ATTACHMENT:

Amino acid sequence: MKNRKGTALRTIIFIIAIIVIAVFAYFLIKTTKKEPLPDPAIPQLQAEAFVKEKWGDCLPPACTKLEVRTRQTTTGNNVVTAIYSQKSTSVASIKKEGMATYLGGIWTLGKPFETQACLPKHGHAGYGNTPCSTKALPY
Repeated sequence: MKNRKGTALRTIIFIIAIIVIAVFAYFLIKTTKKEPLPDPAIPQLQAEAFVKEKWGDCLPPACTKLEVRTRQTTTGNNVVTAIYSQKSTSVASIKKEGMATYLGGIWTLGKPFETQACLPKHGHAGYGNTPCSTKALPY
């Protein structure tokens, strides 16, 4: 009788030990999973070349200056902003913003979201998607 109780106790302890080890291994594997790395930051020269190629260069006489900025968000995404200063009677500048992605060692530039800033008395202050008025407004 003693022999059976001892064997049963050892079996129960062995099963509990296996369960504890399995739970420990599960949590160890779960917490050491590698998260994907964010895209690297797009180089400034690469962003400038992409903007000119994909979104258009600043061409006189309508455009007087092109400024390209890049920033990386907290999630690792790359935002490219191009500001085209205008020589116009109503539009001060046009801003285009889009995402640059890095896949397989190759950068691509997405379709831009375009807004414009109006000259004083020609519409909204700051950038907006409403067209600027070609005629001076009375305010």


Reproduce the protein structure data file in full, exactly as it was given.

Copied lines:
Amino acid sequence: MKNRKGTALRTIIFIIAIIVIAVFAYFLIKTTKKEPLPDPAIPQLQAEAFVKEKWGDCLPPACTKLEVRTRQTTTGNNVVTAIYSQKSTSVASIKKEGMATYLGGIWTLGKPFETQACLPKHGHAGYGNTPCSTKALPY
Repeated sequence: MKNRKGTALRTIIFIIAIIVIAVFAYFLIKTTKKEPLPDPAIPQLQAEAFVKEKWGDCLPPACTKLEVRTRQTTTGNNVVTAIYSQKSTSVASIKKEGMATYLGGIWTLGKPFETQACLPKHGHAGYGNTPCSTKALPY
């Protein structure tokens, strides 16, 4: 009788030990999973070349200056902003913003979201998607 109780106790302890080890291994594997790395930051020269190629260069006489900025968000995404200063009677500048992605060692530039800033008395202050008025407004 003693022999059976001892064997049963050892079996129960062995099963509990296996369960504890399995739970420990599960949590160890779960917490050491590698998260994907964010895209690297797009180089400034690469962003400038992409903007000119994909979104258009600043061409006189309508455009007087092109400024390209890049920033990386907290999630690792790359935002490219191009500001085209205008020589116009109503539009001060046009801003285009889009995402640059890095896949397989190759950068691509997405379709831009375009807004414009109006000259004083020609519409909204700051950038907006409403067209600027070609005629001076009375305010």